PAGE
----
I have to say finding an off breed isn't as easy as it seems down here. There are plenty if competitive OTTBs but most struggle past the lower levels. My stallion is a TB however while he struggled with placing and scoring well at the lower levels as soon as we moved up to where his favourite party trick is..... Collection.... He's actually amazed a few people and myself to be quite honest. I just had to take my instructors advice and be patient with him, building his strength and confidence and he'll be an FEI horse.

                              Which is the major reason why I don't want to wade into harder waters with off breeds. If a super one came up I'd consider it but nothing has yet. And not from lack of trying either.

                              I had a big chat again to my vet about the mare with the roaring problem. While yes it may be an easy fix its still another $3000 for an operation that sometimes doesn't work. On top of a horse that is already $25K plus, it's not something I want to be wading into.

                              So fingers crossed about this new horse and the search still continues.
                              Not my circus, not my monkeys!


                              • #35
                                Thanks for the update, I suspected that the other person had taken the gelding but had fingers crossed for you

                                The 4 year old sounds promising - will want photos & video of course

                                I'd not take on a roarer, the surgery while mostly successful can also be problematic & the longterm prognosis is mixed, with various complications arising. I'd certainly not want to pay 25K - I'd be curious why the current owner has not done the surgery?


                                • #36
                                  Thanks for the update. Sorry that the gelding got away, it would have been fun to follow each other's progress. So the hunt continues.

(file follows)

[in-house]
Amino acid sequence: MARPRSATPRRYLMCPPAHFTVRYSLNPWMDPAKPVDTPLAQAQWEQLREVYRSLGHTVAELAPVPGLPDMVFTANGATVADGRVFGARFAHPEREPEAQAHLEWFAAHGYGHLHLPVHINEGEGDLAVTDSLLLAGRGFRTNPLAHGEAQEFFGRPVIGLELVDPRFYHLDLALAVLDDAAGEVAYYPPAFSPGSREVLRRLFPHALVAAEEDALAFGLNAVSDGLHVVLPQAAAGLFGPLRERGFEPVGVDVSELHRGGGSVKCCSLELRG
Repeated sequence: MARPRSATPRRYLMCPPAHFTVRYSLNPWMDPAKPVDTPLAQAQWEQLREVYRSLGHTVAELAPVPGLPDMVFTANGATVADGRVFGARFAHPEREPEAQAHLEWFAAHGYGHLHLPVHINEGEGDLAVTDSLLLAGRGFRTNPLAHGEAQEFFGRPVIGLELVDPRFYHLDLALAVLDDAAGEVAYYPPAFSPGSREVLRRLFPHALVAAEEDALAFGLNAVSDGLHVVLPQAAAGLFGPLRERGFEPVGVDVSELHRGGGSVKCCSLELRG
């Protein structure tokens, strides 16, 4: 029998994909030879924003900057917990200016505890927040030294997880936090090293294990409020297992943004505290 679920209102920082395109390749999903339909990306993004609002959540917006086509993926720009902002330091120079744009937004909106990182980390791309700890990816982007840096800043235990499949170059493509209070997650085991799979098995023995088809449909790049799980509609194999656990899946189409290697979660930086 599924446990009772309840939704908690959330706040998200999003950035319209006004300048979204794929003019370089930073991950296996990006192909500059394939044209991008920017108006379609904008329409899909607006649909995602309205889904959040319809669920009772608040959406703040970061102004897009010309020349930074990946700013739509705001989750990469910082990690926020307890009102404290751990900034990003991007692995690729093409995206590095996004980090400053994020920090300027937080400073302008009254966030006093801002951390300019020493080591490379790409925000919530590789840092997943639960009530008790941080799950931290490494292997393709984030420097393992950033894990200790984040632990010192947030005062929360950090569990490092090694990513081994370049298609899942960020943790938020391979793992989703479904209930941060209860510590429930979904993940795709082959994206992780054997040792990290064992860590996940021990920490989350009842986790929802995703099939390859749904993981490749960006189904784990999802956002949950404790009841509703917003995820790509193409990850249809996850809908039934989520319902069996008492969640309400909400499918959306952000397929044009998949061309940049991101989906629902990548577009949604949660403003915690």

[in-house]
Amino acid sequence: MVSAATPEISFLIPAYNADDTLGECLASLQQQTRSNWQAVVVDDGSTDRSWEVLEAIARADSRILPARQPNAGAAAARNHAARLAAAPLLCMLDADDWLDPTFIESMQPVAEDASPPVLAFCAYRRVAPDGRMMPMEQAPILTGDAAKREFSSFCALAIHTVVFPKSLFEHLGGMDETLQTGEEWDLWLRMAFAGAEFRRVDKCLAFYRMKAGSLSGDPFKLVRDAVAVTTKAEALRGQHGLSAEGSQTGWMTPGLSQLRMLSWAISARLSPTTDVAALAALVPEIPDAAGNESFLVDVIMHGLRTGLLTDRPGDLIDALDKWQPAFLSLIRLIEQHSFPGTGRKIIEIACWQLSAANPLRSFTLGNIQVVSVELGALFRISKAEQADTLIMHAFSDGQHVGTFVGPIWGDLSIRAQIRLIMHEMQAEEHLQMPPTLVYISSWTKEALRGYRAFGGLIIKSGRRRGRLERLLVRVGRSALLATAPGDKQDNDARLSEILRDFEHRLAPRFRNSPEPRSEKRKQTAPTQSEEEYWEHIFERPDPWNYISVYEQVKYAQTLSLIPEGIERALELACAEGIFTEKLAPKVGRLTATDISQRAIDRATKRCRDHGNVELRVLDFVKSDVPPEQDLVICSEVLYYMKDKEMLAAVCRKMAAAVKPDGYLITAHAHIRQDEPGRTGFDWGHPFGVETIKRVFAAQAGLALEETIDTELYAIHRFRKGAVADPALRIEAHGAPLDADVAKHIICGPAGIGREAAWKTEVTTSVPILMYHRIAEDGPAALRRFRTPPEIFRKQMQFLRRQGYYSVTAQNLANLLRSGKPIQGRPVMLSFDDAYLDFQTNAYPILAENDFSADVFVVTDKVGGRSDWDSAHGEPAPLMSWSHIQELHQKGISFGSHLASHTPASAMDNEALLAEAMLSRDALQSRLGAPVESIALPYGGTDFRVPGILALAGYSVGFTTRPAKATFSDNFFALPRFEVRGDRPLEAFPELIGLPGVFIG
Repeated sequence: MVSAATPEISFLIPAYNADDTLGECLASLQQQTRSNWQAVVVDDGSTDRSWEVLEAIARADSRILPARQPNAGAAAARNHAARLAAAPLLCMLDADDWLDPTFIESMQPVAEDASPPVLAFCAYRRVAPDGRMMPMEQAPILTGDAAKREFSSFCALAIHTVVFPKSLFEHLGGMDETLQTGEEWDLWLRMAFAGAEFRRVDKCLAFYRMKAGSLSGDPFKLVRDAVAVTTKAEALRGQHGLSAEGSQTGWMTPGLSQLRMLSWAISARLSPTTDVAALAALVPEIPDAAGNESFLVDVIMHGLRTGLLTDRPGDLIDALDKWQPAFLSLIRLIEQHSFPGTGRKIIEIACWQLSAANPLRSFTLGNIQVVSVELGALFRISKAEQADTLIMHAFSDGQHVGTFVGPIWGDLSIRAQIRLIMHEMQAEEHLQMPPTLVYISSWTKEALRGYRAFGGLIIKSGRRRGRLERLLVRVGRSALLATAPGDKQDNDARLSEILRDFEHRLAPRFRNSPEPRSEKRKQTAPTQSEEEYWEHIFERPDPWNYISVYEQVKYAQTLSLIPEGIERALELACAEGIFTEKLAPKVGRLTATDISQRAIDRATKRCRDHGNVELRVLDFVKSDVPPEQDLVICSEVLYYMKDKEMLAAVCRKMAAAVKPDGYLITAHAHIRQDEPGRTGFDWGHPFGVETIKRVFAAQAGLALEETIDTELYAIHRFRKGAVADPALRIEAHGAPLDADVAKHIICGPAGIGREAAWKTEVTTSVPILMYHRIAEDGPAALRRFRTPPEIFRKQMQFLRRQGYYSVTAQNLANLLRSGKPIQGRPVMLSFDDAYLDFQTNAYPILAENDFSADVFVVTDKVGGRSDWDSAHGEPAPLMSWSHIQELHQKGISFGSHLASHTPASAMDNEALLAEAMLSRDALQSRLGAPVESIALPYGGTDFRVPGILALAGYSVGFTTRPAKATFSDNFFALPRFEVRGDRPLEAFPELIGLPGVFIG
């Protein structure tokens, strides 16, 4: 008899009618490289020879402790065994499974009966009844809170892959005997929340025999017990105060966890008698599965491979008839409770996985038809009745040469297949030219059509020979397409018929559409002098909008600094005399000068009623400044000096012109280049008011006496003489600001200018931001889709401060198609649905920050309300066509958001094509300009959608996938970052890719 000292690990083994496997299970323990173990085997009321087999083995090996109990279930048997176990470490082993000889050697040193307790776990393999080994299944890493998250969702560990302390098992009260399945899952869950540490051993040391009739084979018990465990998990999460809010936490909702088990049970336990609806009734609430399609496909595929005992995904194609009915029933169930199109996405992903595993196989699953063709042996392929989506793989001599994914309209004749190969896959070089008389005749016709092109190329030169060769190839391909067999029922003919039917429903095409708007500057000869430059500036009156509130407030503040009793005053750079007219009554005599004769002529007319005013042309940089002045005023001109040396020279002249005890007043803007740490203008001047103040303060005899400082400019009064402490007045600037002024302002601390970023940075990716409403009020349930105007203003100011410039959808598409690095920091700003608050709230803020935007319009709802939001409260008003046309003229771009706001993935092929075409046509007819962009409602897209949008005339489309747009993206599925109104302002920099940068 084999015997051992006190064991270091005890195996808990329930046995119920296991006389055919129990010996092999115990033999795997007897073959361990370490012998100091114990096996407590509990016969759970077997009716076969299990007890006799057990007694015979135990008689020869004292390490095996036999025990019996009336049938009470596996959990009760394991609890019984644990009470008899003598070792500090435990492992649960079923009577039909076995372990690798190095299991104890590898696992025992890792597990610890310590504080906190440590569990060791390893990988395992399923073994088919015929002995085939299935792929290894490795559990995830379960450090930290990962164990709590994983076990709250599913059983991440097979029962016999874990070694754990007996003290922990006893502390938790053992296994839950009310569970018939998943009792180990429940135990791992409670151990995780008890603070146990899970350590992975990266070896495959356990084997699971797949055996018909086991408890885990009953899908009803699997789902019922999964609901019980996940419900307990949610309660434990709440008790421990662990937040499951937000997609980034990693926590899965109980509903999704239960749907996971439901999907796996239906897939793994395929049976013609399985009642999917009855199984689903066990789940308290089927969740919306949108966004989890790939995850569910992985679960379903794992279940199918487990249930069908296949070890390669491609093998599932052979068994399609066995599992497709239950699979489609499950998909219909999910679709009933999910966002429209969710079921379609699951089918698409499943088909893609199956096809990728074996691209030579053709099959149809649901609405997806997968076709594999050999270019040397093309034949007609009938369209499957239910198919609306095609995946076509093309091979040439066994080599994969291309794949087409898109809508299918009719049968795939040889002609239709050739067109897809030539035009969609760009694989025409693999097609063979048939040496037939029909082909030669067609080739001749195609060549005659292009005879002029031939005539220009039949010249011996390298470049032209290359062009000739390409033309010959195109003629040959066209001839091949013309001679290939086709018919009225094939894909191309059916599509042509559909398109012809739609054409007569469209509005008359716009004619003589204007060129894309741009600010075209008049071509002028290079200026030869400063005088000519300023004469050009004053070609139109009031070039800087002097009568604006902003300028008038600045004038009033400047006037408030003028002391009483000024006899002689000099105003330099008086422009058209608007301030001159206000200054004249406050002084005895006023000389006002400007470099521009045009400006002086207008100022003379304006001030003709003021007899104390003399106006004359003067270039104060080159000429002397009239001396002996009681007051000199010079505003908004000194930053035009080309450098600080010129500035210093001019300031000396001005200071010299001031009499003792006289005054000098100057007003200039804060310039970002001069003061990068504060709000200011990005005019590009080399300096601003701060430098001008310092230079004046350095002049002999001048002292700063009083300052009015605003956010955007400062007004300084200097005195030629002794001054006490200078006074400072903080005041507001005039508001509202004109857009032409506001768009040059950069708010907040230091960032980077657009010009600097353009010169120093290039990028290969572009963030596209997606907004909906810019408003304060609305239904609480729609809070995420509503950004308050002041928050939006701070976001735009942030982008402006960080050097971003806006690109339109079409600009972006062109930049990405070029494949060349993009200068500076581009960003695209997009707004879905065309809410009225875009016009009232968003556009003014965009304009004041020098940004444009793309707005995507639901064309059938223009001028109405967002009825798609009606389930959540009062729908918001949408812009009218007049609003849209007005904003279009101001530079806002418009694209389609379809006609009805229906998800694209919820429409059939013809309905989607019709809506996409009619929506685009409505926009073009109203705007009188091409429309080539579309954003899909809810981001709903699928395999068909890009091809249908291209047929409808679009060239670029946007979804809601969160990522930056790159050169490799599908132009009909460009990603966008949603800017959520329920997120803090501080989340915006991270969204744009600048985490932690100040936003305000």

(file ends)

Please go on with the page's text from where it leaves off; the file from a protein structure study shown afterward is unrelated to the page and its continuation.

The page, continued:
Good luck

                                  "When you are searching for something, it is always in the last place you look."
                                  Winnie the Pooh
                                  See those flying monkeys? They work for me.


                                  • Original Poster

                                    Originally posted by alto View Post
                                    Thanks for the update, I suspected that the other person had taken the gelding but had fingers crossed for you

                                    The 4 year old sounds promising - will want photos & video of course

                                    I'd not take on a roarer, the surgery while mostly successful can also be problematic & the longterm prognosis is mixed, with various complications arising. I'd certainly not want to pay 25K - I'd be curious why the current owner has not done the surgery?
                                    She was from a small time breeder so I have no idea. My guess would be it'd more be a money issue than anything else.

                                    Still waiting to hear on the 4 year old. He's local and his owner is out competing this weekend so hoping to get to go see him this week! He looks very promising so I'm a bit excited about him.
                                    Not my circus, not my monkeys!


                                    • Original Poster

                                      Quick update!

                                      Going for a 2nd ride on the 4yr old gelding. He is feeling like something pretty special! So straight foward and trainable, but still super sharp and forward which I like. And he's so sweet and cuddly on the ground which helps as well I'm fairly smitted with him to say the least.
                                      Not my circus, not my monkeys!


                                      • #39
                                        Sounds fabulous


                                        • Original Poster

                                          I'm happy to say my search is now over!

                                          As of tonight I'm the proud owner of a very special and talented 4yr old gelding. The world is at our feet and we're going on to big and exciting things.

                                          I'm counting down the hours until he gets home.
                                          Not my circus, not my monkeys!